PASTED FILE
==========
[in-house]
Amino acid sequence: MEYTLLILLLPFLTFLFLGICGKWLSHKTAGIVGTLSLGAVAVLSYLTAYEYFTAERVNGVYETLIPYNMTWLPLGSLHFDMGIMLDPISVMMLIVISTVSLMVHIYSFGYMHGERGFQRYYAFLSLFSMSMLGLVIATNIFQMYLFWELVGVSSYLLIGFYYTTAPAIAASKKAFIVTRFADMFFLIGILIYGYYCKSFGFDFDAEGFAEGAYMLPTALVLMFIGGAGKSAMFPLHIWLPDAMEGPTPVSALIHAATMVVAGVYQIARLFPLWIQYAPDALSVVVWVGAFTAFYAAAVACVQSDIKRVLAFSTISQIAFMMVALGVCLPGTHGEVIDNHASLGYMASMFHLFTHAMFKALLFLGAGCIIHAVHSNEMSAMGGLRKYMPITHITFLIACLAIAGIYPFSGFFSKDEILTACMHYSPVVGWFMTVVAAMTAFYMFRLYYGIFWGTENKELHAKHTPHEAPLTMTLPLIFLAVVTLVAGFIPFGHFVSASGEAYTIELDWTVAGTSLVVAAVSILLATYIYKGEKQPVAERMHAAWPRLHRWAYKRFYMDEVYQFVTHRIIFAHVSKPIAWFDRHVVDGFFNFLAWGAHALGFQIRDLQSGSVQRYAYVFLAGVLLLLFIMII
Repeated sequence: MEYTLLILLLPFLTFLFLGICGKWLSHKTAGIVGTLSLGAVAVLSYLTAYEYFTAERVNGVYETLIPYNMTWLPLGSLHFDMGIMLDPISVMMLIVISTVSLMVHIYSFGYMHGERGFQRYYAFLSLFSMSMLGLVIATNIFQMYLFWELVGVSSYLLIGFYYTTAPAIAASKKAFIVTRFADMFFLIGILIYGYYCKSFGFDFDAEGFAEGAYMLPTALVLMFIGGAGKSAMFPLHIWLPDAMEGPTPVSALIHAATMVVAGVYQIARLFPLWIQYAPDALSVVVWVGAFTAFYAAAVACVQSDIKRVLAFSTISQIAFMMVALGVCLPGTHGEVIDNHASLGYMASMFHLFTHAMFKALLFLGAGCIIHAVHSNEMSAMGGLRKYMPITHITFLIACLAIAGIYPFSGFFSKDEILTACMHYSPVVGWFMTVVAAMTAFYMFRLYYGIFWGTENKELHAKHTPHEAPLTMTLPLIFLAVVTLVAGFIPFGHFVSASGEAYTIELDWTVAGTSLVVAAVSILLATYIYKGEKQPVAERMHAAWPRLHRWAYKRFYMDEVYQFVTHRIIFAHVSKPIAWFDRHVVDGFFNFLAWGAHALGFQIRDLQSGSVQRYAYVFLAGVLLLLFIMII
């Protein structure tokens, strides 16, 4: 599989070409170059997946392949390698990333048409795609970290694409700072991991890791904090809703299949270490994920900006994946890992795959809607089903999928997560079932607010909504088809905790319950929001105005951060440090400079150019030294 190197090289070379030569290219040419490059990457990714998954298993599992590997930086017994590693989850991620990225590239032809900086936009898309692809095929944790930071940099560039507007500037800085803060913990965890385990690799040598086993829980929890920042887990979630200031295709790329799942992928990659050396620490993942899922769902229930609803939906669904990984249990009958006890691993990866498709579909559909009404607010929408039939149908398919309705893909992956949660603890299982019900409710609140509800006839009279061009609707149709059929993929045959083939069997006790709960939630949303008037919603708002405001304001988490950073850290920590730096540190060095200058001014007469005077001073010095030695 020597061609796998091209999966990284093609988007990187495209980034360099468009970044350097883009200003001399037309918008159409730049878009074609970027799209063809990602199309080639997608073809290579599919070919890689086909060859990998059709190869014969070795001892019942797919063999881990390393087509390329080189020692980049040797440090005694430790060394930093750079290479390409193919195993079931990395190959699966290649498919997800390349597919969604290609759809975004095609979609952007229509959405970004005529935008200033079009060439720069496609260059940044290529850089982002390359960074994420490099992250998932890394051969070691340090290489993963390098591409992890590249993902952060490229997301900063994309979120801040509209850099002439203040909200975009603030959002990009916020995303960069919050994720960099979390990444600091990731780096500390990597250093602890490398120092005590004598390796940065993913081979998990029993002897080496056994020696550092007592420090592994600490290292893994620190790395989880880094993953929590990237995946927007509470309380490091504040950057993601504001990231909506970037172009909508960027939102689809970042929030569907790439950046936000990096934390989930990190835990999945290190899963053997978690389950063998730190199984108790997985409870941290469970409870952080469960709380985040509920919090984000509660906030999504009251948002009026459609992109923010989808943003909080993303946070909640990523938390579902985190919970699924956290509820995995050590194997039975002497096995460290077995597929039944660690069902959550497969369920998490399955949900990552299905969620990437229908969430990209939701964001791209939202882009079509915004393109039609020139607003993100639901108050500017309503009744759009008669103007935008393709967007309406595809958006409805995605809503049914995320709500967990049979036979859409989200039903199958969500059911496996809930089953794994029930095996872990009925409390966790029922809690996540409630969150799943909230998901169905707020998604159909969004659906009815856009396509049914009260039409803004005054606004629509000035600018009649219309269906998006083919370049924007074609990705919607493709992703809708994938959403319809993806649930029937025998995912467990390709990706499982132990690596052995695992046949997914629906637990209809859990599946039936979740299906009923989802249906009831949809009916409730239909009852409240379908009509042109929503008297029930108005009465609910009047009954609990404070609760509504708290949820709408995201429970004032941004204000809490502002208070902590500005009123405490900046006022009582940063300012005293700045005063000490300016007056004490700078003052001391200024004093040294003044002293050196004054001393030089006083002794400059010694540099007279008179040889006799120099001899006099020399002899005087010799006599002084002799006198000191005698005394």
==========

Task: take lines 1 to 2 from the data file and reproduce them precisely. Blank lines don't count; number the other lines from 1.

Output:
[in-house]
Amino acid sequence: MEYTLLILLLPFLTFLFLGICGKWLSHKTAGIVGTLSLGAVAVLSYLTAYEYFTAERVNGVYETLIPYNMTWLPLGSLHFDMGIMLDPISVMMLIVISTVSLMVHIYSFGYMHGERGFQRYYAFLSLFSMSMLGLVIATNIFQMYLFWELVGVSSYLLIGFYYTTAPAIAASKKAFIVTRFADMFFLIGILIYGYYCKSFGFDFDAEGFAEGAYMLPTALVLMFIGGAGKSAMFPLHIWLPDAMEGPTPVSALIHAATMVVAGVYQIARLFPLWIQYAPDALSVVVWVGAFTAFYAAAVACVQSDIKRVLAFSTISQIAFMMVALGVCLPGTHGEVIDNHASLGYMASMFHLFTHAMFKALLFLGAGCIIHAVHSNEMSAMGGLRKYMPITHITFLIACLAIAGIYPFSGFFSKDEILTACMHYSPVVGWFMTVVAAMTAFYMFRLYYGIFWGTENKELHAKHTPHEAPLTMTLPLIFLAVVTLVAGFIPFGHFVSASGEAYTIELDWTVAGTSLVVAAVSILLATYIYKGEKQPVAERMHAAWPRLHRWAYKRFYMDEVYQFVTHRIIFAHVSKPIAWFDRHVVDGFFNFLAWGAHALGFQIRDLQSGSVQRYAYVFLAGVLLLLFIMII